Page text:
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The science of stepping on a LEGO brick

My curiosity is getting the best of me. I have accidentally stepped on various strategically located bricks throughout my life...most with an outcome that typically includes me hopping around the room, usually in the dark (hence me not seeing it in the first place), while holding my foot and wanting to scream.

So here is the question...what LEGO brick induces the greatest amount of pain when proper force is applied to the underside of the foot?

There are various ways to approach this subject. Clearly one could argue the standard method of calculation using F=ma (force equals mass * acceleration) where my mass of 185 pounds multiplied by my typical walking speed through the home of 2 mph in the dark would equal 370 pounds of focused force on a single brick, assuming that it was a single brick on the floor. With this in mind, one could conclude that a smaller brick would hurt more because of the reduced surface area in which the force is applied. This argument only functions when used in light of hard surfaces such as hard wood floors and instantly becomes a syllogistic fallacy when considering that the majority of overlooked bricks typically occur on carpet rendering the smallest bricks harmless to our sensitive feet.

From another angle, we could also make the argument that because of the relative mass of the smallest bricks compared to the built in shock absorption of our foot structures, that only the bricks above a certain size, beyond what our feet can adequately absorb, would logically be the most painful. Keeping the aforementioned formula in mind, one could logically assume that a 2 x 2 brick (of any color) would be the most painful because no matter whether on carpet or on hard wood, that sucker is going to inflict 370 pounds of force pain due to its ever present corners regardless of orientation relative to gravitational alignment.

Lastly, and possibly the most convincing, would simply be that the most painful brick would be whichever one you just stepped on.

I am thinking that an in-depth research paper is in order.
brickmatic

Comments

  • I think the overriding formula you want is for pressure: P = F/A
    Pressure = Force / Area

    If you step on a flat tile (large surface area), you won't be writhing in agony like you would if you step on the corner of a brick.
  • I'm thinking some experiments are in order. I'll suggest some bricks and you can try stepping on them? :D
  • Good point. F=ma would only come into play when considering the downward acceleration of the foot and would only be fractional of the forward velocity. However, as stated before, one would have to account for the variable of carpet pad which in most cases is approximately .5 inches not accounting for standard wear and tear.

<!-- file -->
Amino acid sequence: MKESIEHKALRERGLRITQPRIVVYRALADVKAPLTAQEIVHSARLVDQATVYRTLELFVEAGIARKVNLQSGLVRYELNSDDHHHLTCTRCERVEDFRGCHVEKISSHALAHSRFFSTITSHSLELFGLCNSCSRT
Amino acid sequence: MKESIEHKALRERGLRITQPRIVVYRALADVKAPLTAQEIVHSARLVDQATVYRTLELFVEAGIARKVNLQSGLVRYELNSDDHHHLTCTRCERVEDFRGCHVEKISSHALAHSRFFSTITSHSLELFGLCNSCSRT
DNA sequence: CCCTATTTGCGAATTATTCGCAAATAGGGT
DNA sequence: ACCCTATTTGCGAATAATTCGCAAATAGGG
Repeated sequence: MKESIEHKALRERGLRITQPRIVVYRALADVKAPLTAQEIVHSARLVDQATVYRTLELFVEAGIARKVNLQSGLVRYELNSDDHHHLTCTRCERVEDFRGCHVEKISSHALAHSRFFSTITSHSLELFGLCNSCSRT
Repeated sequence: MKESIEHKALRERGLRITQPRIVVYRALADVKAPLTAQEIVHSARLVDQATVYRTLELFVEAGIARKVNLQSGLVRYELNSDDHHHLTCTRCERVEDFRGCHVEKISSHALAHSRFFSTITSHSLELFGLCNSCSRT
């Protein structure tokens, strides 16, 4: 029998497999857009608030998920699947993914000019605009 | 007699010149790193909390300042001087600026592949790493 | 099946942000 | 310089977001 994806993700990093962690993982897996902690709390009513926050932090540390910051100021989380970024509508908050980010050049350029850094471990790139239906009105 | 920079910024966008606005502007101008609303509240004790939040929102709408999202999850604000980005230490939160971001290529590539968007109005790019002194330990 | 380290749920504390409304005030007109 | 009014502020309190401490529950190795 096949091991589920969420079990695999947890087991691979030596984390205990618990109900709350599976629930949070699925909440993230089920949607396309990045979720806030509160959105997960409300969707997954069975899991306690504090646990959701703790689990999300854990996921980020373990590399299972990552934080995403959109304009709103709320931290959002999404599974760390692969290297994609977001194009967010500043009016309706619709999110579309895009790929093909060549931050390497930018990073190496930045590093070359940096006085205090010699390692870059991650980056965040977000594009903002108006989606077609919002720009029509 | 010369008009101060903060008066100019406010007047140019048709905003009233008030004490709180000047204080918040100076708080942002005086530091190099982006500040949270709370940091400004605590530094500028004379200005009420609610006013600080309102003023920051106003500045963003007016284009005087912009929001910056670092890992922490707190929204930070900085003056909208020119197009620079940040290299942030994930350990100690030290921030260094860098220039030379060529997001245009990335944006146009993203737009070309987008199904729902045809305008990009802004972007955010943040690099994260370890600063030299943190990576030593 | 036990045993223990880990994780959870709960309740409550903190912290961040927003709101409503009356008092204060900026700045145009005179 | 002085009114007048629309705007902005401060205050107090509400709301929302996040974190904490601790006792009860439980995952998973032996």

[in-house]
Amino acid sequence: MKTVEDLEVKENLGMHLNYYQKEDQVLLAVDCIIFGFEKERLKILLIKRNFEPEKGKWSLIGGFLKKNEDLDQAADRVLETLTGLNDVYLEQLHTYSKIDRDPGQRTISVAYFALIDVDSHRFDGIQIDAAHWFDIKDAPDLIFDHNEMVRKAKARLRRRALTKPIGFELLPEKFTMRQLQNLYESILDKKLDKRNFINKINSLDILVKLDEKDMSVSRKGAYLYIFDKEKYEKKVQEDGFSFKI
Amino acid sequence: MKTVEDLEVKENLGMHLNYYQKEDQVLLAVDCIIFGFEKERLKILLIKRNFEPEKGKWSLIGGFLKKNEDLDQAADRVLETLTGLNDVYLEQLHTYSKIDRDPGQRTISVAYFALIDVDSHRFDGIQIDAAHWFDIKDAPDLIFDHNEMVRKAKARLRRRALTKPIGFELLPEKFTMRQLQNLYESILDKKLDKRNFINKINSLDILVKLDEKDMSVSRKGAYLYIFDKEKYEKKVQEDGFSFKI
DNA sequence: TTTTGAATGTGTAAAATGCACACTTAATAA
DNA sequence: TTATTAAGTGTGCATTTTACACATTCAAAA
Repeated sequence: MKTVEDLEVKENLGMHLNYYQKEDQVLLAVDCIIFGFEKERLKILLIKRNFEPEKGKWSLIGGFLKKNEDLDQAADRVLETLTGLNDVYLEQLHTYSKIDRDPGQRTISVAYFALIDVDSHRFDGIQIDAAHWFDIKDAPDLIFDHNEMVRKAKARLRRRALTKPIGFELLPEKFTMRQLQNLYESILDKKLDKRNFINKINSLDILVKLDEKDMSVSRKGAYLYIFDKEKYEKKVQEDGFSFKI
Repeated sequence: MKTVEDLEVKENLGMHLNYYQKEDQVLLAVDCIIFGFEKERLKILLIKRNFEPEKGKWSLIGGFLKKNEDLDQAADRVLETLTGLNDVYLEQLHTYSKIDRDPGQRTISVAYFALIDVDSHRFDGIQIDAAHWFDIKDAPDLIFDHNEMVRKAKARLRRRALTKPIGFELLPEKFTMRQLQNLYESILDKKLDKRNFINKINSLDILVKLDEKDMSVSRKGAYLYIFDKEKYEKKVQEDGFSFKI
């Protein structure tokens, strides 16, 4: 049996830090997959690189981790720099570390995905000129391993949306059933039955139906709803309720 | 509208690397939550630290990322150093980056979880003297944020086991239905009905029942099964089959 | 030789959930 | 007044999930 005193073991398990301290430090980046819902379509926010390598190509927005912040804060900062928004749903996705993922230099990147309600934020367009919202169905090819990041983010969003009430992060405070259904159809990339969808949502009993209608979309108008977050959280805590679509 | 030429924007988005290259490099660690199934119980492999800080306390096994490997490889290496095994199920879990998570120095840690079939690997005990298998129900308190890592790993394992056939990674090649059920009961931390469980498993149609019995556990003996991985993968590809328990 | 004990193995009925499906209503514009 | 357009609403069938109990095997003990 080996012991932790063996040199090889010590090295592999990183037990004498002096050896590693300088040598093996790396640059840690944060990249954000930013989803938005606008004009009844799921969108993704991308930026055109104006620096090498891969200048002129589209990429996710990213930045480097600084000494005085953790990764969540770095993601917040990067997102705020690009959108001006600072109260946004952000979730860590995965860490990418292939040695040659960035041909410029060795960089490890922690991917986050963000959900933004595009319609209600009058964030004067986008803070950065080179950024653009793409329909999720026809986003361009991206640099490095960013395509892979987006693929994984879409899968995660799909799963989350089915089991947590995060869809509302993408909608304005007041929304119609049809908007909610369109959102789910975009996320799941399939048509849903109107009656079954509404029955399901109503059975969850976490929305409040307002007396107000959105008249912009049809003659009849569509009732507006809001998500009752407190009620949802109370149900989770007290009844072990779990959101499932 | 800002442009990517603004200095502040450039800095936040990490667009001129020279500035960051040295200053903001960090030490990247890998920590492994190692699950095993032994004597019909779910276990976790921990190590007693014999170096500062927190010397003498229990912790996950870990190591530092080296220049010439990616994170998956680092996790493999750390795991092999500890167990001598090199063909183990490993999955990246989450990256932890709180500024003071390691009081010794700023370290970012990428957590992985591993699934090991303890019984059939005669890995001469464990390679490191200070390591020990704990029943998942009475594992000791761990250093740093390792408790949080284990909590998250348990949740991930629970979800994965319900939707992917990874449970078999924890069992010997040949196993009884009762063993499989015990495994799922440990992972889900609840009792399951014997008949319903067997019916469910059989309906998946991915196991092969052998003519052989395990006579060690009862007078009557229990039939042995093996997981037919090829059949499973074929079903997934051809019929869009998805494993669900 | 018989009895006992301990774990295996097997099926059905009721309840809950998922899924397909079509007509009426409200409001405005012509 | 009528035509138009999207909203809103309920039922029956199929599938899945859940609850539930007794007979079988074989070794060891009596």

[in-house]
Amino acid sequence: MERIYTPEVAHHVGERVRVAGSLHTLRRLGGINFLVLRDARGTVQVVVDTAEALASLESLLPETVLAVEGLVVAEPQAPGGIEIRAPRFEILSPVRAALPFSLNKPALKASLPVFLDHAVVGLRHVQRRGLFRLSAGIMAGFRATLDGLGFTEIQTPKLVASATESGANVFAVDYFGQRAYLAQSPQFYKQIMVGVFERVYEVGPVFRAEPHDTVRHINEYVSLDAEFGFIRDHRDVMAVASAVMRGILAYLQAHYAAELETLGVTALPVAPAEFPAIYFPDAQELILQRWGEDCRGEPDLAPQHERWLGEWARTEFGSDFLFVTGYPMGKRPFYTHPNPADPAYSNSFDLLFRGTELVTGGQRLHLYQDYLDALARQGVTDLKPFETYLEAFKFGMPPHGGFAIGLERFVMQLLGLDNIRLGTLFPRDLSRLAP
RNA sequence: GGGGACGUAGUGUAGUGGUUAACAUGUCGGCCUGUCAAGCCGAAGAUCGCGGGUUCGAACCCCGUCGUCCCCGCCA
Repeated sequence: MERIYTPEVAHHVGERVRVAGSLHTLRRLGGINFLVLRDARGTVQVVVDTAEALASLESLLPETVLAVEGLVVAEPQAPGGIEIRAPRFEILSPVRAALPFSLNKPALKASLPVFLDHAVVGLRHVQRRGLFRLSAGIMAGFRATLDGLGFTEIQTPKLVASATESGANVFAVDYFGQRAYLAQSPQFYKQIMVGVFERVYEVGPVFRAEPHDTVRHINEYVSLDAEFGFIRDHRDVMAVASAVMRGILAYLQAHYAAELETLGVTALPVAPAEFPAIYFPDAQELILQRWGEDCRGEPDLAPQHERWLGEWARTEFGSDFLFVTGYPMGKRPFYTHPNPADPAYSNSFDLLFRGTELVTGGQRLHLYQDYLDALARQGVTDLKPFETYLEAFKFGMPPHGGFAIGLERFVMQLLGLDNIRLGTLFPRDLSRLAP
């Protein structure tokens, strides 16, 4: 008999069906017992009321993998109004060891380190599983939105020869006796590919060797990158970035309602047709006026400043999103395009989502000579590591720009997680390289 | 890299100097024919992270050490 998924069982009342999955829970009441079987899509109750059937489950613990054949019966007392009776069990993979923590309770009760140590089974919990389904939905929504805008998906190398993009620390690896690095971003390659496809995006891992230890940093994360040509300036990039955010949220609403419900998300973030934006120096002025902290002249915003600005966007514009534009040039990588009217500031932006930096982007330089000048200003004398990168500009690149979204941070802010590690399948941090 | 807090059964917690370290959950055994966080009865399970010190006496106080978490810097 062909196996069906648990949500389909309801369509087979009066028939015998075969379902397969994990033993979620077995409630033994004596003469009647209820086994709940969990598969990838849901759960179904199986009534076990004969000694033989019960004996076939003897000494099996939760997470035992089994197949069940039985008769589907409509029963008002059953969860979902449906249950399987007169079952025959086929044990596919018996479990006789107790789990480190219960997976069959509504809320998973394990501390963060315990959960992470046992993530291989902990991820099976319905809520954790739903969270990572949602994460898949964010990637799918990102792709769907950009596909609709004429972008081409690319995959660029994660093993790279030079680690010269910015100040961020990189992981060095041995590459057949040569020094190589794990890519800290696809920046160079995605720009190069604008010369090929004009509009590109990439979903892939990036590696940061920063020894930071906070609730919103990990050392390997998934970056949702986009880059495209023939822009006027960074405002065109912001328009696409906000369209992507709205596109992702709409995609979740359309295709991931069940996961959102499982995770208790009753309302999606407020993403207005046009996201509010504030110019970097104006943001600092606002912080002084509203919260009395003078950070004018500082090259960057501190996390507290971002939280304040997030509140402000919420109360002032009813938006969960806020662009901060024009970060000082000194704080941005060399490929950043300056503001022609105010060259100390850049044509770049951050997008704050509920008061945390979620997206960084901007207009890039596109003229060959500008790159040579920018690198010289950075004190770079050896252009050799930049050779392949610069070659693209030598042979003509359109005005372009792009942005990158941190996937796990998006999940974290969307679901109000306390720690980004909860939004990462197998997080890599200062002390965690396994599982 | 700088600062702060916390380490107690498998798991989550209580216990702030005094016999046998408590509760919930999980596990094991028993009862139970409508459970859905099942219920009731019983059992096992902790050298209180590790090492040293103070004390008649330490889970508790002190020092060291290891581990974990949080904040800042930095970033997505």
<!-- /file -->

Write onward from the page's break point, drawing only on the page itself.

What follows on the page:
• I'm thinking some experiments are in order. I'll suggest some bricks and you can try stepping on them? :D
    As much as I would enjoy furthering the cause of science, I find that the destruction of my feet in the quest for answers is probably not the most efficient use of the only two feet that I possess. However, I am sure that there is an undergrad AFOL somewhere willing to sacrifice comfort in exchange for the distinct honor of knowing that their efforts have resulted in a greater understanding of LEGO physics.

  • I'd like to be on the committee for that dissertation defense.
  • I think one could walk through any populated locale where LEGO is sold and randomly query total strangers about their LEGO stepping habits and find that they have fallen victim to the Brick-Pain theorem when LEGO bricks are negligently left to populate traffic areas in the home. It would be difficult to find a non-biased committee. Furthermore, an additional research topic would be to study the various causes of LEGO bricks just happening to appear in those traffic areas...as if quantum tunneling somehow played a role (in which case, I need better storage containers).
  • When I was a kid my brother had a 4x4 baseplate city between our beds. The babysitter came to the door to check if we were in bed, she tripped somehow, and when trying to grab the door, spun around and landed right in the middle on her back.
    That was the first time I heard so many swearwords used in such a short time. She attempted to get up but was obviously a victim of "Lego Accupunture" and had managed to do most of her pressure points.... :/
  • ^Ouch! Did she ever return to your home after that incident? lol.
  • @LegobrandonCP yeah on the condition we packed it away (slid under the bed)
  • That's given me an idea ... a bed of nails made from baseplates and antennas.